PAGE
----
Commerce and Industry Minister Piyush Goyal on Thursday asked e-commerce players to strictly adhere to FDI norms, saying it “certainly does not look and feel and smell right” when a company makes a loss of Rs 6,000 crore on a turnover of Rs 5,000 crore.
He said India would welcome e-commerce companies to work within the framework and the laws of the land.
The minister was replying to a question about his earlier statement on Amazon and whether the company is breaking domestic laws of the sector. “I had before me the CCI’s preliminary findings. Our own office is also making queries on the various practices and I do hope and believe that if everybody can stick within the letter and spirit of the law, we won’t have to go down the path of finding whether anybody is breaking the law or not but whoever makes losses will have to bring in FDI to pay for those losses,” he said. He appealed to all stakeholders in the e-commerce industry to work within the letter and the spirit of the law and said, “I am sure it would look good for everybody.”
“Promises of a certain number of people benefitting from e-commerce are very attractive, but it cannot be at the cost of a ‘10X’ number of people suffering the consequences of practices which are not allowed and certainly a trillion dollar company, competing with small retailers whose total capital may be a lakh of two lakhs of rupees is a very, very unfair competition,” he said at an event, here. It is the government’s job and duty to protect the interests of every small stakeholder in the sector, he added.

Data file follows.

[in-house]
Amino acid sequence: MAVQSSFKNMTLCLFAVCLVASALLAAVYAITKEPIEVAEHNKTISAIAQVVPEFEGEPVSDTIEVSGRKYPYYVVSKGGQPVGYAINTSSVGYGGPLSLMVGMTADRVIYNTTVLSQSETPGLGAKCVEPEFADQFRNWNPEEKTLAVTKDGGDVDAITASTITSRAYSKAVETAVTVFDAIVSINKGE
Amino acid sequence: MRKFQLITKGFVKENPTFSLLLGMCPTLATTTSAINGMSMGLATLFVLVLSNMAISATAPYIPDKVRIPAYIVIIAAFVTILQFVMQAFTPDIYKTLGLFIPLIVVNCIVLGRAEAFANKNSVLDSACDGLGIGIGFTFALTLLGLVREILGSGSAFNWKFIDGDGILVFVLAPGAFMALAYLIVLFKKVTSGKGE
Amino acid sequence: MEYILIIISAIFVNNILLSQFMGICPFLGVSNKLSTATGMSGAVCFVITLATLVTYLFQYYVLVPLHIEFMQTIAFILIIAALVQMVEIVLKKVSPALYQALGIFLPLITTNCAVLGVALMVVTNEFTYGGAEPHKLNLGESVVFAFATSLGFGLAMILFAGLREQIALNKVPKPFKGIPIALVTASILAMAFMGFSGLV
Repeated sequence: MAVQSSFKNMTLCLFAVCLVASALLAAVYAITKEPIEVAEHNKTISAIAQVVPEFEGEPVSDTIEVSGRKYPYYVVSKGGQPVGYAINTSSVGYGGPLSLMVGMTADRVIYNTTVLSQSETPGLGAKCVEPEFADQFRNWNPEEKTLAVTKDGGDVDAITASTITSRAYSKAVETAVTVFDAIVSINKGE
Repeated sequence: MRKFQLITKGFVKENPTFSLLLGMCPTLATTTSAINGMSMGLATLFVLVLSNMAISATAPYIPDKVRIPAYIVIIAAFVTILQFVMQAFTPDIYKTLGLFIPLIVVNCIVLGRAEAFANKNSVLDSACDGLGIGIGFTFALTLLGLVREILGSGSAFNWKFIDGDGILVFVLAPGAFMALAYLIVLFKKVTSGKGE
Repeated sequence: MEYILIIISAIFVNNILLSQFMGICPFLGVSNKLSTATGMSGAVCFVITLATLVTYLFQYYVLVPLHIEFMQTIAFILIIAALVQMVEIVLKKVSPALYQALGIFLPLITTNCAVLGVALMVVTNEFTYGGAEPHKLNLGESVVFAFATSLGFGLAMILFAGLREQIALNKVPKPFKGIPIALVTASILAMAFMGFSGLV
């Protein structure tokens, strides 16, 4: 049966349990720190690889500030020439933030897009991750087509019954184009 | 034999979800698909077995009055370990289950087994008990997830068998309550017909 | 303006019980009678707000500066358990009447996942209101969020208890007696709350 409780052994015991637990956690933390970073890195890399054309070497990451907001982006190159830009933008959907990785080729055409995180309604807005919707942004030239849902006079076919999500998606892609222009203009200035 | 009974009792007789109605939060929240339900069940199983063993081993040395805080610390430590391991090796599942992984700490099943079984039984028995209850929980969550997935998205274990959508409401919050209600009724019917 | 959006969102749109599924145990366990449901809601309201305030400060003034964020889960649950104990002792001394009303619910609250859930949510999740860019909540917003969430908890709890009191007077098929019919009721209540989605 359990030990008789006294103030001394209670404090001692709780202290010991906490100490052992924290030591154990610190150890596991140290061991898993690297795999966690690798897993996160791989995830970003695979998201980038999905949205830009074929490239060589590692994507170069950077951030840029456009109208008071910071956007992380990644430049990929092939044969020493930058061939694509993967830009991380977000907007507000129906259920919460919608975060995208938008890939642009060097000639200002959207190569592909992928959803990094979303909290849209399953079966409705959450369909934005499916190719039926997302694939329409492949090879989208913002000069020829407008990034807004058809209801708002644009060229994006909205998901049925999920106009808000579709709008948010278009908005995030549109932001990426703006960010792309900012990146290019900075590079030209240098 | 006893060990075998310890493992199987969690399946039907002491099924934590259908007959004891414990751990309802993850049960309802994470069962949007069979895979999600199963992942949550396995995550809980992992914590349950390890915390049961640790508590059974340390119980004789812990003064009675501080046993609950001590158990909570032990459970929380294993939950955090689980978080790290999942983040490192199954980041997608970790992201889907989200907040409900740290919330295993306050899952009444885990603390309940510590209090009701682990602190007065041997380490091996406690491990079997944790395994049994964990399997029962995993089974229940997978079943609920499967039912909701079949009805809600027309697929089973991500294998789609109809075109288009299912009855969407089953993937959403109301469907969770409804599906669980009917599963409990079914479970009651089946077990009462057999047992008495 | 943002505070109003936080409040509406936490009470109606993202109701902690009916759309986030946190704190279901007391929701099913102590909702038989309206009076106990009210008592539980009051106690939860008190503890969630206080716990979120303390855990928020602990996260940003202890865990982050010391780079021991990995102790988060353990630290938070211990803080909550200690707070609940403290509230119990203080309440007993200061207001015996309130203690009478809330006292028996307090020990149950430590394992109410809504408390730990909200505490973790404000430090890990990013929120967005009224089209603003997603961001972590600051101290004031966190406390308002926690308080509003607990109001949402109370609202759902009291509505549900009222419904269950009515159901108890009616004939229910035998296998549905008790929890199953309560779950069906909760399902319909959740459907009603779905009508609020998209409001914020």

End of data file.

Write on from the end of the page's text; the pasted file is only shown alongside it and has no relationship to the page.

The minister said the Centre allowed foreign direct investment (FDI) in e-commerce for marketplace model, in which a firm is supposed to work as an agnostic platform for transaction by providing buyers and sellers. “The platform cannot have a preferred supplier, it cannot determine the pricing, the platform cannot have control on the inventory, a platform cannot push buyers to sell and in that context, when a certain e-commerce company makes a loss of let’s say over Rs 6,000 crore on a turnover of Rs 5,000 crore. It certainly doesn’t look and feel and smell right. Right? “Very clearly a platform which has to be agnostic and encourage buyers and sellers to participate in a fair trade, cannot make a loss of Rs 6,000 crore on a turnover of Rs 5,000 crore,” he added.
Goyal said obviously if the firm makes a loss of Rs 6,000 cr, they have to bring in money to pay for that loss. That is the context in which “I made that statement (on Jan 16),” he said. The e-commerce policy categorically has allowed only business-to-business transaction, so online retailers were never expected to be “a let’s say a hidden way or a surreptitious way to enter multi-brand retailing,” he added.